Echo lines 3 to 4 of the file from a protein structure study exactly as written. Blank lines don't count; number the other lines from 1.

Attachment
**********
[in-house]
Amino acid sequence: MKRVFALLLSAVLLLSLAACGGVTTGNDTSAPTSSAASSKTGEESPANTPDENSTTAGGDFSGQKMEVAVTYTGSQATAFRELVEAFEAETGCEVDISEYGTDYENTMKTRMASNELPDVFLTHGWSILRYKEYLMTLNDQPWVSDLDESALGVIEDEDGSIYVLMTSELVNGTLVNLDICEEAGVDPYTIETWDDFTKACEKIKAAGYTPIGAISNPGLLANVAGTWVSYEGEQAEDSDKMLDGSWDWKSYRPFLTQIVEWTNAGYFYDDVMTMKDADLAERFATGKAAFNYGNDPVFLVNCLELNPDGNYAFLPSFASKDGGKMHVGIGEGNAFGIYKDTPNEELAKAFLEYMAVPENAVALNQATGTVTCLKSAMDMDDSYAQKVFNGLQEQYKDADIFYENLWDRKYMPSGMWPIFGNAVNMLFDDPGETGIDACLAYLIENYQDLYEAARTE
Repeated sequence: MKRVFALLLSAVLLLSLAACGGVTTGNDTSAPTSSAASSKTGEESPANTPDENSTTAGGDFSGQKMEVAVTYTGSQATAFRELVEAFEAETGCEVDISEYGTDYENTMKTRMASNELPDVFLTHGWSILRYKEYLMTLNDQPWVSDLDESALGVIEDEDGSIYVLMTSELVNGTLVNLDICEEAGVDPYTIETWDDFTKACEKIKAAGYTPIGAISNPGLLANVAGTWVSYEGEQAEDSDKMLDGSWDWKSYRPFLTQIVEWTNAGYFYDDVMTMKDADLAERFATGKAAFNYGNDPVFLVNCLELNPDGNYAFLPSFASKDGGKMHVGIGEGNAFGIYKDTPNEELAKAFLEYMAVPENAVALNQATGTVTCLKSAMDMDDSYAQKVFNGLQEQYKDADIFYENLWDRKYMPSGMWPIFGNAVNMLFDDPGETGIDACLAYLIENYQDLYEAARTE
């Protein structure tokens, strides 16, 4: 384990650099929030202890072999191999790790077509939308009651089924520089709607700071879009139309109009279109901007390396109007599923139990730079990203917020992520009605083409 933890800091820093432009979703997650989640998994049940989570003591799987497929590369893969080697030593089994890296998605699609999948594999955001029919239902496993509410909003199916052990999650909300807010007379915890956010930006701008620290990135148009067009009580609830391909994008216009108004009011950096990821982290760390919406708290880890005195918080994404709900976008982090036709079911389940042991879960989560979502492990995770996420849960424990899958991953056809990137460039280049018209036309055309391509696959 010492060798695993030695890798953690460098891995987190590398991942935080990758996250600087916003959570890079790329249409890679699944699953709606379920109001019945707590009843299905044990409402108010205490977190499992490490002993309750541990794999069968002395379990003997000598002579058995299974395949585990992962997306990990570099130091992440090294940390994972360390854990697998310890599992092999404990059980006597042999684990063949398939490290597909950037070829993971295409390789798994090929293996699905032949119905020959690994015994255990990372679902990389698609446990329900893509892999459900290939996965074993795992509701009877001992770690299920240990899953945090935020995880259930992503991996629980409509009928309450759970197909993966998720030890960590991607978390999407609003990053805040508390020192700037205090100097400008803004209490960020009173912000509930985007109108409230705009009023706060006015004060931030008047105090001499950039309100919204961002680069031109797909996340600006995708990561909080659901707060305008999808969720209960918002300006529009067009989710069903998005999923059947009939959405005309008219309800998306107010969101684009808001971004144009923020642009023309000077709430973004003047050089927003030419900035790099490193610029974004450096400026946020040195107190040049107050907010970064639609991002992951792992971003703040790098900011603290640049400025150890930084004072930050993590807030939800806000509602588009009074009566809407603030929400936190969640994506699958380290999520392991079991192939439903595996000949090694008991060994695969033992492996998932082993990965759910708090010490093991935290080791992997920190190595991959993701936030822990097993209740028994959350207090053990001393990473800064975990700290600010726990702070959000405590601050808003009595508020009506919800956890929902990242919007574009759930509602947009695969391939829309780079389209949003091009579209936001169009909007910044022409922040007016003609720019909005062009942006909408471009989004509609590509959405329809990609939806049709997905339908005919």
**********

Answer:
Repeated sequence: MKRVFALLLSAVLLLSLAACGGVTTGNDTSAPTSSAASSKTGEESPANTPDENSTTAGGDFSGQKMEVAVTYTGSQATAFRELVEAFEAETGCEVDISEYGTDYENTMKTRMASNELPDVFLTHGWSILRYKEYLMTLNDQPWVSDLDESALGVIEDEDGSIYVLMTSELVNGTLVNLDICEEAGVDPYTIETWDDFTKACEKIKAAGYTPIGAISNPGLLANVAGTWVSYEGEQAEDSDKMLDGSWDWKSYRPFLTQIVEWTNAGYFYDDVMTMKDADLAERFATGKAAFNYGNDPVFLVNCLELNPDGNYAFLPSFASKDGGKMHVGIGEGNAFGIYKDTPNEELAKAFLEYMAVPENAVALNQATGTVTCLKSAMDMDDSYAQKVFNGLQEQYKDADIFYENLWDRKYMPSGMWPIFGNAVNMLFDDPGETGIDACLAYLIENYQDLYEAARTE
């Protein structure tokens, strides 16, 4: 384990650099929030202890072999191999790790077509939308009651089924520089709607700071879009139309109009279109901007390396109007599923139990730079990203917020992520009605083409 933890800091820093432009979703997650989640998994049940989570003591799987497929590369893969080697030593089994890296998605699609999948594999955001029919239902496993509410909003199916052990999650909300807010007379915890956010930006701008620290990135148009067009009580609830391909994008216009108004009011950096990821982290760390919406708290880890005195918080994404709900976008982090036709079911389940042991879960989560979502492990995770996420849960424990899958991953056809990137460039280049018209036309055309391509696959 010492060798695993030695890798953690460098891995987190590398991942935080990758996250600087916003959570890079790329249409890679699944699953709606379920109001019945707590009843299905044990409402108010205490977190499992490490002993309750541990794999069968002395379990003997000598002579058995299974395949585990992962997306990990570099130091992440090294940390994972360390854990697998310890599992092999404990059980006597042999684990063949398939490290597909950037070829993971295409390789798994090929293996699905032949119905020959690994015994255990990372679902990389698609446990329900893509892999459900290939996965074993795992509701009877001992770690299920240990899953945090935020995880259930992503991996629980409509009928309450759970197909993966998720030890960590991607978390999407609003990053805040508390020192700037205090100097400008803004209490960020009173912000509930985007109108409230705009009023706060006015004060931030008047105090001499950039309100919204961002680069031109797909996340600006995708990561909080659901707060305008999808969720209960918002300006529009067009989710069903998005999923059947009939959405005309008219309800998306107010969101684009808001971004144009923020642009023309000077709430973004003047050089927003030419900035790099490193610029974004450096400026946020040195107190040049107050907010970064639609991002992951792992971003703040790098900011603290640049400025150890930084004072930050993590807030939800806000509602588009009074009566809407603030929400936190969640994506699958380290999520392991079991192939439903595996000949090694008991060994695969033992492996998932082993990965759910708090010490093991935290080791992997920190190595991959993701936030822990097993209740028994959350207090053990001393990473800064975990700290600010726990702070959000405590601050808003009595508020009506919800956890929902990242919007574009759930509602947009695969391939829309780079389209949003091009579209936001169009909007910044022409922040007016003609720019909005062009942006909408471009989004509609590509959405329809990609939806049709997905339908005919």